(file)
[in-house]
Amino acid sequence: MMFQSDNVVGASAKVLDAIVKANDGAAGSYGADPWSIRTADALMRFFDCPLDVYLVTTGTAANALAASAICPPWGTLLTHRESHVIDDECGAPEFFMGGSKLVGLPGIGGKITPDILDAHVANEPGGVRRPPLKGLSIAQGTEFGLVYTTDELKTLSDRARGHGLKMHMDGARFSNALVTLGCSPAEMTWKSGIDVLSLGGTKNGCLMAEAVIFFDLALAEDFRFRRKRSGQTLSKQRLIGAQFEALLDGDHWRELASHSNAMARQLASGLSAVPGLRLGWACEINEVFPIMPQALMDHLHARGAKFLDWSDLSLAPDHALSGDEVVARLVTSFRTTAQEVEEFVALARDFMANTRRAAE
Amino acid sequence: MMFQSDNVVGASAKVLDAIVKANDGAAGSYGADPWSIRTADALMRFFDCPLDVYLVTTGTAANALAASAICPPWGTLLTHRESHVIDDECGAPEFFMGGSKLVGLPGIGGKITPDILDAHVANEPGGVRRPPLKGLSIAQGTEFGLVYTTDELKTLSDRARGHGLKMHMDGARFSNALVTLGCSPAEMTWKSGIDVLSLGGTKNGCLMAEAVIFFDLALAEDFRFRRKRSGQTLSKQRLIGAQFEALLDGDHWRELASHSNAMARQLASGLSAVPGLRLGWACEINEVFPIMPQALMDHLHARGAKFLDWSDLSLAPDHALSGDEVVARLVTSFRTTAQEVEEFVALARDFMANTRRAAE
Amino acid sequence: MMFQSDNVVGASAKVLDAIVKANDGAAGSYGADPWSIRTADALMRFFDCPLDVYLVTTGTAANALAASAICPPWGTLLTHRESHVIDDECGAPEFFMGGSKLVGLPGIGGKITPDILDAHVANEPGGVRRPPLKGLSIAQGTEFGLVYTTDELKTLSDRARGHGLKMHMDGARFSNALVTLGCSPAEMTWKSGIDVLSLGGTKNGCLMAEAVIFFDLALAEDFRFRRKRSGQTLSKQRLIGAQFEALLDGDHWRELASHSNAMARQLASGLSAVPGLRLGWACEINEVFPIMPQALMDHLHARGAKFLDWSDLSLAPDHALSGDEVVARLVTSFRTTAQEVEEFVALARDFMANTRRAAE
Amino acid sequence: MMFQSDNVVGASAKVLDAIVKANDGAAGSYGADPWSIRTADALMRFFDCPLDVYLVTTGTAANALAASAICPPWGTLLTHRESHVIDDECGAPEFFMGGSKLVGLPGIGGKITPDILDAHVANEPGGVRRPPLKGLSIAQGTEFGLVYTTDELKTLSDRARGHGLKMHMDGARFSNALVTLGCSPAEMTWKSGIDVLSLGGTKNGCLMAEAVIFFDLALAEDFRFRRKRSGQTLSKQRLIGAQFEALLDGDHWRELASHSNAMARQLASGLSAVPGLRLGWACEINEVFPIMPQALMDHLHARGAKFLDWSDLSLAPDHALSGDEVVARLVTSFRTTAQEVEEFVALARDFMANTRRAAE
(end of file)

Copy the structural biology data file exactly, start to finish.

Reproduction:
[in-house]
Amino acid sequence: MMFQSDNVVGASAKVLDAIVKANDGAAGSYGADPWSIRTADALMRFFDCPLDVYLVTTGTAANALAASAICPPWGTLLTHRESHVIDDECGAPEFFMGGSKLVGLPGIGGKITPDILDAHVANEPGGVRRPPLKGLSIAQGTEFGLVYTTDELKTLSDRARGHGLKMHMDGARFSNALVTLGCSPAEMTWKSGIDVLSLGGTKNGCLMAEAVIFFDLALAEDFRFRRKRSGQTLSKQRLIGAQFEALLDGDHWRELASHSNAMARQLASGLSAVPGLRLGWACEINEVFPIMPQALMDHLHARGAKFLDWSDLSLAPDHALSGDEVVARLVTSFRTTAQEVEEFVALARDFMANTRRAAE
Amino acid sequence: MMFQSDNVVGASAKVLDAIVKANDGAAGSYGADPWSIRTADALMRFFDCPLDVYLVTTGTAANALAASAICPPWGTLLTHRESHVIDDECGAPEFFMGGSKLVGLPGIGGKITPDILDAHVANEPGGVRRPPLKGLSIAQGTEFGLVYTTDELKTLSDRARGHGLKMHMDGARFSNALVTLGCSPAEMTWKSGIDVLSLGGTKNGCLMAEAVIFFDLALAEDFRFRRKRSGQTLSKQRLIGAQFEALLDGDHWRELASHSNAMARQLASGLSAVPGLRLGWACEINEVFPIMPQALMDHLHARGAKFLDWSDLSLAPDHALSGDEVVARLVTSFRTTAQEVEEFVALARDFMANTRRAAE
Amino acid sequence: MMFQSDNVVGASAKVLDAIVKANDGAAGSYGADPWSIRTADALMRFFDCPLDVYLVTTGTAANALAASAICPPWGTLLTHRESHVIDDECGAPEFFMGGSKLVGLPGIGGKITPDILDAHVANEPGGVRRPPLKGLSIAQGTEFGLVYTTDELKTLSDRARGHGLKMHMDGARFSNALVTLGCSPAEMTWKSGIDVLSLGGTKNGCLMAEAVIFFDLALAEDFRFRRKRSGQTLSKQRLIGAQFEALLDGDHWRELASHSNAMARQLASGLSAVPGLRLGWACEINEVFPIMPQALMDHLHARGAKFLDWSDLSLAPDHALSGDEVVARLVTSFRTTAQEVEEFVALARDFMANTRRAAE
Amino acid sequence: MMFQSDNVVGASAKVLDAIVKANDGAAGSYGADPWSIRTADALMRFFDCPLDVYLVTTGTAANALAASAICPPWGTLLTHRESHVIDDECGAPEFFMGGSKLVGLPGIGGKITPDILDAHVANEPGGVRRPPLKGLSIAQGTEFGLVYTTDELKTLSDRARGHGLKMHMDGARFSNALVTLGCSPAEMTWKSGIDVLSLGGTKNGCLMAEAVIFFDLALAEDFRFRRKRSGQTLSKQRLIGAQFEALLDGDHWRELASHSNAMARQLASGLSAVPGLRLGWACEINEVFPIMPQALMDHLHARGAKFLDWSDLSLAPDHALSGDEVVARLVTSFRTTAQEVEEFVALARDFMANTRRAAE